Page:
## 20.2 ACF and PACF for ARMA models

-The purpose is to **identify the process underlying the data**, which consists of identifying the \(p\) and $q orders of the ARMA model that generated the time series.

The tools to identify these processes are the simple (

**ACF**) and partial (**PACF**) autocorrelation functions**Autocorrelation Function**(ACF). The plot summarizes the correlation of an observation with lag values. The \(x\)-axis shows the lag and the \(y\)-axis shows the correlation coefficient between \(-1\) and \(1\) for negative and positive correlation.**Partial Autocorrelation Function**(PACF). The plot summarizes the correlations for an observation with lag values that is not accounted for by prior lagged observations. Both plots are drawn as bar charts showing the 95% and 99% confidence intervals as horizontal lines. Bars that cross these confidence intervals are therefore more significant and worth noting.**Correlograms**only make sense within the scope of stationary processes because they assume that the correlation between two values in the series only depends on their distance, not on the instant of time to which they refer.

From these correlograms, the

*p*and*q*orders of the corresponding ARMA model can be deduced. The duality between the AR and MA processes is again shown by the**pattern**of these models in both graphs.Some useful patterns you may observe on these plots are:

- The model is
**AR**if the ACF trails off after a lag and has a hard cut-off in the PACF after a lag. This lag is taken as the value for \(p\). - The model is
**MA**if the PACF trails off after a lag and has a hard cut-off in the ACF after the lag. This lag value is taken as the value for \(q\). - The model is a mix of
**AR**and**MA**if both the ACF and PACF trail off.

- The model is

There is a *duality* between **AR** and **MA** processes, so that the PACF of an \(MA(q)\) has the structure of the ACF of an \(AR(q)\), and the ACF of an \(MA(q)\) has the structure of the PACF of an \(AR(q)\)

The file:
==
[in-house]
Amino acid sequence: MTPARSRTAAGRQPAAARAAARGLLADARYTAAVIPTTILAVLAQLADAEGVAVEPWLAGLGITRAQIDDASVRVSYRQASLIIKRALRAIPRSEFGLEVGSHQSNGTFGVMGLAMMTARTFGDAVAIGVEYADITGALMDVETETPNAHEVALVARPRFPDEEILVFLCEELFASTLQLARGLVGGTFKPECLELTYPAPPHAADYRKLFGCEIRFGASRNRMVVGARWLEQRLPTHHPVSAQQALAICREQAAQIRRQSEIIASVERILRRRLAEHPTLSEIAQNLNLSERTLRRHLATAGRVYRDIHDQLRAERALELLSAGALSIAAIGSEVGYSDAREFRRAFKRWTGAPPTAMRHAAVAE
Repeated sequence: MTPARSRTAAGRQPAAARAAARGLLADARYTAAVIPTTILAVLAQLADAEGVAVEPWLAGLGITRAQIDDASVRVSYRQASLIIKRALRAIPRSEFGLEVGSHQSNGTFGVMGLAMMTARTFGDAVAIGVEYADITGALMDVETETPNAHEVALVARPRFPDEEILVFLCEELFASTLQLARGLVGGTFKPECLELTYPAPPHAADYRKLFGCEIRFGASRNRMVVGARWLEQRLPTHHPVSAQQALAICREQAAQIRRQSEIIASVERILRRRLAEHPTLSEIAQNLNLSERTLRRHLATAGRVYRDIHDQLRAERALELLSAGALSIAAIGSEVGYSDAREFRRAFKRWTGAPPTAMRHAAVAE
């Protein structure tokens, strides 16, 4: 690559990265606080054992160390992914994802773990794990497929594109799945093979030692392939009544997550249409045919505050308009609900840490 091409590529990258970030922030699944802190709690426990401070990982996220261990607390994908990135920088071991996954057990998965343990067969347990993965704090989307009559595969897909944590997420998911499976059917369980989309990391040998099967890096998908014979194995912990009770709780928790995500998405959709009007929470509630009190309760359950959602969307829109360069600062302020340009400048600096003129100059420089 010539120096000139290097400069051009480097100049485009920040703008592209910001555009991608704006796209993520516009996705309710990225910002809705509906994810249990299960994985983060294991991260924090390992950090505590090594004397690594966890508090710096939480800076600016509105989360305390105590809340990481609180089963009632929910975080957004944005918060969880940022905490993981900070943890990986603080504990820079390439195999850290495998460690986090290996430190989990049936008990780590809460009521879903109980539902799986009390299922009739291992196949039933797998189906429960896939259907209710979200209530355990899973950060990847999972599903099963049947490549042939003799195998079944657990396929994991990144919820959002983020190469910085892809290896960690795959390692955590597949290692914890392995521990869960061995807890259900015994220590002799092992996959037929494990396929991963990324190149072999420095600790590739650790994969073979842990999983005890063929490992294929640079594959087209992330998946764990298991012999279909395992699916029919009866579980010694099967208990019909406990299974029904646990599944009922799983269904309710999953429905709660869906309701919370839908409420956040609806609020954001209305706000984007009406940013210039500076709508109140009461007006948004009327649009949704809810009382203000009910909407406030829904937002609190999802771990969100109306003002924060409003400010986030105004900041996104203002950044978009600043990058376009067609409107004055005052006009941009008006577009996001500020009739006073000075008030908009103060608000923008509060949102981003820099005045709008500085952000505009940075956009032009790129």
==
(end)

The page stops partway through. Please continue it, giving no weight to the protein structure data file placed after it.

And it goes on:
### 20.2.2 ARMA y ARMA Seasonal

ACF | PACF | |
---|---|---|

\(AR(p)\) | Many non-zero coefficients (exponential and/or sinusoidal functions) | First \(p\) non-zero, rest 0 |

\(MA(q)\) | First \(q\) non-zero, rest 0 | Many non-zero coefficients (exponential and/or sinusoidal functions) |

\(ARMA (p,q)\) | Many non-zero coefficients (exponential and/or sinusoidal functions) | Many non-zero coefficients (exponential and/or sinusoidal functions) |

The identification process is totally subjective since it is a matter of determining whether the ACF or PACF decreases or is cutoff. However, tools are available to facilitate this task. For example, to determine whether the estimate of a simple or partial correlation coefficient is significantly different from zero a confidence region is available determined by the interval \({2}{N}\) where \(N\) is the number of observations in the series.

Finally, in the case of seasonality in the time series, the identification of the regular observed part of the time series will be performed. The identification of the regular part will be made by observing the first lags of the correlogram and of the seasonal part by observing the multiples of the observation frequency \(s\), of the series. In the seasonal case, the patterns of the previous table will also be followed. previous table will also be followed in the seasonal case.